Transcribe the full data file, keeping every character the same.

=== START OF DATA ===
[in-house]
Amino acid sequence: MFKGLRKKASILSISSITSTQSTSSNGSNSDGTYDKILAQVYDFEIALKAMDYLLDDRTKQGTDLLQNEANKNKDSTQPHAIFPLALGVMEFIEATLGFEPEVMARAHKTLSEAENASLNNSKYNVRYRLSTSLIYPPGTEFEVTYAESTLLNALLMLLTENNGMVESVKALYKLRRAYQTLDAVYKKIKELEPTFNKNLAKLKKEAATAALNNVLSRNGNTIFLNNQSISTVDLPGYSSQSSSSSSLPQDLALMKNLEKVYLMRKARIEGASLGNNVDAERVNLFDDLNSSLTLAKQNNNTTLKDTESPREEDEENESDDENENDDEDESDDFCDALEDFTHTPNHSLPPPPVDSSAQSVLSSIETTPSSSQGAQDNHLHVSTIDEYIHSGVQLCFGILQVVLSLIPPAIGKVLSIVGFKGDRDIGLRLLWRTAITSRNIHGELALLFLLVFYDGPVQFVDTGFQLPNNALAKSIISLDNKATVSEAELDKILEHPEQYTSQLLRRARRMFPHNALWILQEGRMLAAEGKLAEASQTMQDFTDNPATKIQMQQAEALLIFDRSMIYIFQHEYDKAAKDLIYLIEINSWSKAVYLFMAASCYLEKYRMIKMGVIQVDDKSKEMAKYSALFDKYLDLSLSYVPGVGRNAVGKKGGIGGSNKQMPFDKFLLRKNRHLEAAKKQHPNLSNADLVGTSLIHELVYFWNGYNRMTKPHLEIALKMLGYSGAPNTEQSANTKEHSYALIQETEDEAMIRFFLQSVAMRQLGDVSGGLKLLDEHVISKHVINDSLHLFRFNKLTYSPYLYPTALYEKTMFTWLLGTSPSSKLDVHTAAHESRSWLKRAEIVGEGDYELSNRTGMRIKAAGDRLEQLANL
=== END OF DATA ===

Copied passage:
[in-house]
Amino acid sequence: MFKGLRKKASILSISSITSTQSTSSNGSNSDGTYDKILAQVYDFEIALKAMDYLLDDRTKQGTDLLQNEANKNKDSTQPHAIFPLALGVMEFIEATLGFEPEVMARAHKTLSEAENASLNNSKYNVRYRLSTSLIYPPGTEFEVTYAESTLLNALLMLLTENNGMVESVKALYKLRRAYQTLDAVYKKIKELEPTFNKNLAKLKKEAATAALNNVLSRNGNTIFLNNQSISTVDLPGYSSQSSSSSSLPQDLALMKNLEKVYLMRKARIEGASLGNNVDAERVNLFDDLNSSLTLAKQNNNTTLKDTESPREEDEENESDDENENDDEDESDDFCDALEDFTHTPNHSLPPPPVDSSAQSVLSSIETTPSSSQGAQDNHLHVSTIDEYIHSGVQLCFGILQVVLSLIPPAIGKVLSIVGFKGDRDIGLRLLWRTAITSRNIHGELALLFLLVFYDGPVQFVDTGFQLPNNALAKSIISLDNKATVSEAELDKILEHPEQYTSQLLRRARRMFPHNALWILQEGRMLAAEGKLAEASQTMQDFTDNPATKIQMQQAEALLIFDRSMIYIFQHEYDKAAKDLIYLIEINSWSKAVYLFMAASCYLEKYRMIKMGVIQVDDKSKEMAKYSALFDKYLDLSLSYVPGVGRNAVGKKGGIGGSNKQMPFDKFLLRKNRHLEAAKKQHPNLSNADLVGTSLIHELVYFWNGYNRMTKPHLEIALKMLGYSGAPNTEQSANTKEHSYALIQETEDEAMIRFFLQSVAMRQLGDVSGGLKLLDEHVISKHVINDSLHLFRFNKLTYSPYLYPTALYEKTMFTWLLGTSPSSKLDVHTAAHESRSWLKRAEIVGEGDYELSNRTGMRIKAAGDRLEQLANL